When Hans Hofmann accepted a commission for a large-scale mosaic mural project in the Peruvian city of Chimbote in 1950, he was already seventy years old. An influential Abstract Expressionist painter and theorist, he had helped raise a generation of artists, teaching painters such as Jane Freilicher, Larry Rivers, Helen Frankenthaler, and Lee Krasner in the Art Students League of New York and elswhere.
Though the mural project was never realized, a series of seven-foot-tall oil studies from it show a master's thematic iterations and offer a look under the hood of abstraction itself. Nine of the studies are the highlights of the new Ackland show Walls of Color: The Murals of Hans Hofmann, which also includes work from a number of his other mural projects.
Part of a comprehensive redesign of the city, the Chimbote commission was supposed to be a collaboration with architect Josep Lluís Sert, known for designing the Spanish pavilion at the 1937 Paris World's Fair, for which Picasso painted his masterpiece mural, "Guernica." Hofmann was to design a mosaic for a freestanding, fifty-foot-tall bell tower next to a church in a central plaza.
Walls of Color includes sketches that give an incomplete sense of what Hofmann had in mind for the tower's wall. In one, several of the seven-by-three-foot studies are identifiable, placed on the wall as if they were mosaic tiles themselves. Hofmann's measurement notations give a sense of grand scale. It's almost heartbreaking that the bright colors and tangled compositions of the studies were never built.
But the studies themselves will heal your heart. On a first pass, they seem like nine distinct images rendered in a variety of ways. Several of them are flat, with clean geometric shapes of unmodulated color, some of which have outlines and interior marks that recall those of a draftsman. Others are wild abstractions with caked-on paint—swirled, blended, and scarred. Where one is meticulously rendered, another looks as if Hofmann made it with his bare hands in a five-minute frenzy.
It's easy to admire them as unrelated improvisations and move on, but that's a mistake. Compare the first two, which depict a cross. In the first, a stout red cross steps forward from a yellow landscape, conveying an almost human agency. In the second, a thin blue cross serves to separate the painting into a quartered map, like a landscape seen from the perspective of a deity.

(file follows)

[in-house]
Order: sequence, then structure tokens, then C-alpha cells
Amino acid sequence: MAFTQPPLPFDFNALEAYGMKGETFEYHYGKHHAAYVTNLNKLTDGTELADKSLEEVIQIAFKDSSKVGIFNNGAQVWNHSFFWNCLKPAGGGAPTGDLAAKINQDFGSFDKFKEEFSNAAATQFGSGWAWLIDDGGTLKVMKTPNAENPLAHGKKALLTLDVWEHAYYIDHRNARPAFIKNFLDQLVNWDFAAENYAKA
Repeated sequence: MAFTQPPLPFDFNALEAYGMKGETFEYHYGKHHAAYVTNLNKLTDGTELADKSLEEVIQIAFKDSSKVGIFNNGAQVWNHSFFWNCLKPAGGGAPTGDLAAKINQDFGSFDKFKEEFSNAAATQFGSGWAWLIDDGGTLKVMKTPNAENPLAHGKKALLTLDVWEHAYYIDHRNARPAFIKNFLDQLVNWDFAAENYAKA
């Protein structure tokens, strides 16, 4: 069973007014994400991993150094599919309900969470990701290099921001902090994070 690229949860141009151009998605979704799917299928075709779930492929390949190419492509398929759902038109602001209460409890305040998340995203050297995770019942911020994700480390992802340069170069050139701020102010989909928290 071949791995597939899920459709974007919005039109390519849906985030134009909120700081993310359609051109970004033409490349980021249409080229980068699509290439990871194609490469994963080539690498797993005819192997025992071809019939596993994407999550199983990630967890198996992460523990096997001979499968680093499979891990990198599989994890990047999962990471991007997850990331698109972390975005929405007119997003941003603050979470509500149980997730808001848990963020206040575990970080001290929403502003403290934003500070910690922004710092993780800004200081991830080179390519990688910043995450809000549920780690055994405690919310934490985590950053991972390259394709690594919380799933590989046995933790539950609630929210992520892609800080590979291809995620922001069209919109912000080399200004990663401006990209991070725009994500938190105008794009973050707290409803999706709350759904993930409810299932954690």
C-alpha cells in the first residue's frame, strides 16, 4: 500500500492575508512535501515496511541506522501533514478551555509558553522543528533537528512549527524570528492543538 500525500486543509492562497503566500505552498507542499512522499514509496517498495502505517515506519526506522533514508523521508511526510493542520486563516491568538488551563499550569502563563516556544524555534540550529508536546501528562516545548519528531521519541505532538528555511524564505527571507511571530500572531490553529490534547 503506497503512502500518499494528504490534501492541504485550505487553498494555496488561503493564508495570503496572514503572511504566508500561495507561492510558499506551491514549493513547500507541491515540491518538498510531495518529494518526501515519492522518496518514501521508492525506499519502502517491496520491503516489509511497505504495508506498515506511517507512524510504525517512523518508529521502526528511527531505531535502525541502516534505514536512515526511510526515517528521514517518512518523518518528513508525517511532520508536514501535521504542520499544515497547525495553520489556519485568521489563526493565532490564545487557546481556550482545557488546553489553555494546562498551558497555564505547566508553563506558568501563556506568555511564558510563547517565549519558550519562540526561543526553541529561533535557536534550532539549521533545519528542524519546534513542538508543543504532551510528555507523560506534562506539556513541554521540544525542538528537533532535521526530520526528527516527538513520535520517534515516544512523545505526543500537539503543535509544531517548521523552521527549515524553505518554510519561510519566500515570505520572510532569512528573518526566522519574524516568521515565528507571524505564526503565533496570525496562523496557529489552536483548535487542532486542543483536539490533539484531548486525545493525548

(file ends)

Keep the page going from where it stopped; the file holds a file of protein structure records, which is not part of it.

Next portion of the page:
The last two studies in the sequence offer a more startling comparison. The eighth is dominated by olive-green lineation, rendered with a fast, messy energy. The lines form a figure standing before a thickly swirled field of color. A single eye is painted atop the figure in childlike brushstrokes.
The ninth painting couldn't be more different in terms of texture—a bright green quadrilateral shape is met by a pair of black-and-yellow triangles that form an opposite quadrilateral. Drawn lines go in and out of red and blue circles as if it were a mechanical drawing.
Hans Hofmann: "Mosaic for Apartment House Sketch No. 14" (detail) photo courtesy of the Renate, Hans, and Maria Hofmann Trust
But these last two paintings are actually the same composition—the same figure with the same winking head, surrounded by the same luminous circles. If you go back down the wall, you'll see this figure reappear in most of the studies, with a head or eye on top. Once you arrive back at the start, you can see that the recurring figure is built off the cross, abstracted in a variety of ways through the entire series.
Such comparative viewing gives insight into Hofmann's process of abstraction—known as his "push/pull theory"—by which adjacent colors and forms create synthetic depth and implied movement.
Abstraction is sometimes dismissed as an academic departure from reality, leaving the people and objects of the world behind to revel in purely intellectual forms. But in the Chimbote mural series, Hofmann's abstract vision is clearly populist. Intended for a public gathering place as well as for a call to worship, these works bring the holy and human together through deft strategy.
While social-realist mural artists of the same era sought to capture the laborer's essence in representational, narrative compositions, Hofmann frees that essence through abstraction, as if creating a power source for the whole city. These nine studies are both a beautiful illustration of his theories in practice and a cognitive template that one can use on almost any 20th-century abstract work.
This article appeared in print with the headline "Mural, Interrupted"